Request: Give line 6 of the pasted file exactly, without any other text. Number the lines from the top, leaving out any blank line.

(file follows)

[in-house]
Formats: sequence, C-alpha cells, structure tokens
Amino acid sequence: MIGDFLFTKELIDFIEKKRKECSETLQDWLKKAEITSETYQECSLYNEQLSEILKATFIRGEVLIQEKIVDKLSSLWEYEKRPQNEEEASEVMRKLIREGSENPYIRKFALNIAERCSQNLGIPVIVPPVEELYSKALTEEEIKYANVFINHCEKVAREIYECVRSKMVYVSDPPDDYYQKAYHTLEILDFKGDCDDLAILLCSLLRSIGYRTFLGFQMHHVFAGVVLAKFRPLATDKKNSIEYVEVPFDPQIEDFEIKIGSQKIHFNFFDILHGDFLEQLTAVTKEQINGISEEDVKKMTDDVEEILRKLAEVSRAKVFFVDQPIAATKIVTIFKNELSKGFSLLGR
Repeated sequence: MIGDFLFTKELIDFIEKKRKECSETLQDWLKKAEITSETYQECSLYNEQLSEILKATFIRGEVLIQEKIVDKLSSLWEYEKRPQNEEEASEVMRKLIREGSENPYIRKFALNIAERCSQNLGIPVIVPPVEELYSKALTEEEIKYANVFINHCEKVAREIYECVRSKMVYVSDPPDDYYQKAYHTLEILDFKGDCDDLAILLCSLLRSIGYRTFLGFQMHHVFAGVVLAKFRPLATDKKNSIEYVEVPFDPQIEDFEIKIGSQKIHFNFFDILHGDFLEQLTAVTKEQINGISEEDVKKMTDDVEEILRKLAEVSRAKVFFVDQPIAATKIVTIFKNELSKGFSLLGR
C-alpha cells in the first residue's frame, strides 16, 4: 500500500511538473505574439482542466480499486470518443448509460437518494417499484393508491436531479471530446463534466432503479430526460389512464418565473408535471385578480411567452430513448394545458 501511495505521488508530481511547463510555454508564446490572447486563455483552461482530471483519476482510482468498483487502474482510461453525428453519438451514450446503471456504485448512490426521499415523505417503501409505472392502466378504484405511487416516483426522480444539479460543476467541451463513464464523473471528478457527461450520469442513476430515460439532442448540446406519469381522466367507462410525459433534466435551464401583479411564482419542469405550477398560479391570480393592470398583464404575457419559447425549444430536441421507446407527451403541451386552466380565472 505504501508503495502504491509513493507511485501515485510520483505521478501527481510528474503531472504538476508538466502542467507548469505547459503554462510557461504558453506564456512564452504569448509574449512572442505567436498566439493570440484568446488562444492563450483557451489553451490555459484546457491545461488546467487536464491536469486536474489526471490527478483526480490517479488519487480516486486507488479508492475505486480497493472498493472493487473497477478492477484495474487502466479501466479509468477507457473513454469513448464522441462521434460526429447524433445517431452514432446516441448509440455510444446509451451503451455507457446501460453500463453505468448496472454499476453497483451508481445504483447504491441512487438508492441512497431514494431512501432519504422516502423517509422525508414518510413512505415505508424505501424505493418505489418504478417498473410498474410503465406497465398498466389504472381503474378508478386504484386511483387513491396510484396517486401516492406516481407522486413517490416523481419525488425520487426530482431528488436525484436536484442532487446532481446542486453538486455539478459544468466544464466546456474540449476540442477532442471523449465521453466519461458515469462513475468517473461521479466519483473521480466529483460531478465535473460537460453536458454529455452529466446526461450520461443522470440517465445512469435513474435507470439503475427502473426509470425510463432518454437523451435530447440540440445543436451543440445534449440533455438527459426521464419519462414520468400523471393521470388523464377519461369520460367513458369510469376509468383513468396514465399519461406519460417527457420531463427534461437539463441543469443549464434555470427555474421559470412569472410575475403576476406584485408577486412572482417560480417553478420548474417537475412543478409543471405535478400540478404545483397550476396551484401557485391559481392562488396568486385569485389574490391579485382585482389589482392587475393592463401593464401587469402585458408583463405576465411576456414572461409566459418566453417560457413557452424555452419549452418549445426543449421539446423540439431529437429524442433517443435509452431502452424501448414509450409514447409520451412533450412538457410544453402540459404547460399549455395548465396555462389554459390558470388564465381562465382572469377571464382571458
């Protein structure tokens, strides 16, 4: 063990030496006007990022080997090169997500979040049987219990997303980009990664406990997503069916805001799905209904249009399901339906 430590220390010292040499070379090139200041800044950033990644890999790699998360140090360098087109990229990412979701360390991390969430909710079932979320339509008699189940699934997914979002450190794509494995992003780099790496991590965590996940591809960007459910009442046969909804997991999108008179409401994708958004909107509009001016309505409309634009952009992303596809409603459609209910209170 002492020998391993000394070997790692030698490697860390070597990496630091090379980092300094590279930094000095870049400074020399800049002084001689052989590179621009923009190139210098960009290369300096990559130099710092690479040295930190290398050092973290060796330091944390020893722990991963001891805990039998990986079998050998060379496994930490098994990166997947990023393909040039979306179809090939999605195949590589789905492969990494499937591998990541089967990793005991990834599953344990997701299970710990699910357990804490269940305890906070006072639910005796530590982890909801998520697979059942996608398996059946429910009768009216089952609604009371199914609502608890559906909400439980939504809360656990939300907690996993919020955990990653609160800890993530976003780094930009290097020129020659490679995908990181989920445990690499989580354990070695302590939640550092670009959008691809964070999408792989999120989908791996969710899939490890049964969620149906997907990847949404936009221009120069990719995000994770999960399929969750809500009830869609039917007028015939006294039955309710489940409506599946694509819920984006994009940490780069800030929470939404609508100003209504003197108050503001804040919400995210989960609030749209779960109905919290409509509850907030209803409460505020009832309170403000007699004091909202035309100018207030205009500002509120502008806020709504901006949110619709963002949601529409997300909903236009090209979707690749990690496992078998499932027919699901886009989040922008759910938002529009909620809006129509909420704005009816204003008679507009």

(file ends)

């Protein structure tokens, strides 16, 4: 063990030496006007990022080997090169997500979040049987219990997303980009990664406990997503069916805001799905209904249009399901339906 430590220390010292040499070379090139200041800044950033990644890999790699998360140090360098087109990229990412979701360390991390969430909710079932979320339509008699189940699934997914979002450190794509494995992003780099790496991590965590996940591809960007459910009442046969909804997991999108008179409401994708958004909107509009001016309505409309634009952009992303596809409603459609209910209170 002492020998391993000394070997790692030698490697860390070597990496630091090379980092300094590279930094000095870049400074020399800049002084001689052989590179621009923009190139210098960009290369300096990559130099710092690479040295930190290398050092973290060796330091944390020893722990991963001891805990039998990986079998050998060379496994930490098994990166997947990023393909040039979306179809090939999605195949590589789905492969990494499937591998990541089967990793005991990834599953344990997701299970710990699910357990804490269940305890906070006072639910005796530590982890909801998520697979059942996608398996059946429910009768009216089952609604009371199914609502608890559906909400439980939504809360656990939300907690996993919020955990990653609160800890993530976003780094930009290097020129020659490679995908990181989920445990690499989580354990070695302590939640550092670009959008691809964070999408792989999120989908791996969710899939490890049964969620149906997907990847949404936009221009120069990719995000994770999960399929969750809500009830869609039917007028015939006294039955309710489940409506599946694509819920984006994009940490780069800030929470939404609508100003209504003197108050503001804040919400995210989960609030749209779960109905919290409509509850907030209803409460505020009832309170403000007699004091909202035309100018207030205009500002509120502008806020709504901006949110619709963002949601529409997300909903236009090209979707690749990690496992078998499932027919699901886009989040922008759910938002529009909620809006129509909420704005009816204003008679507009």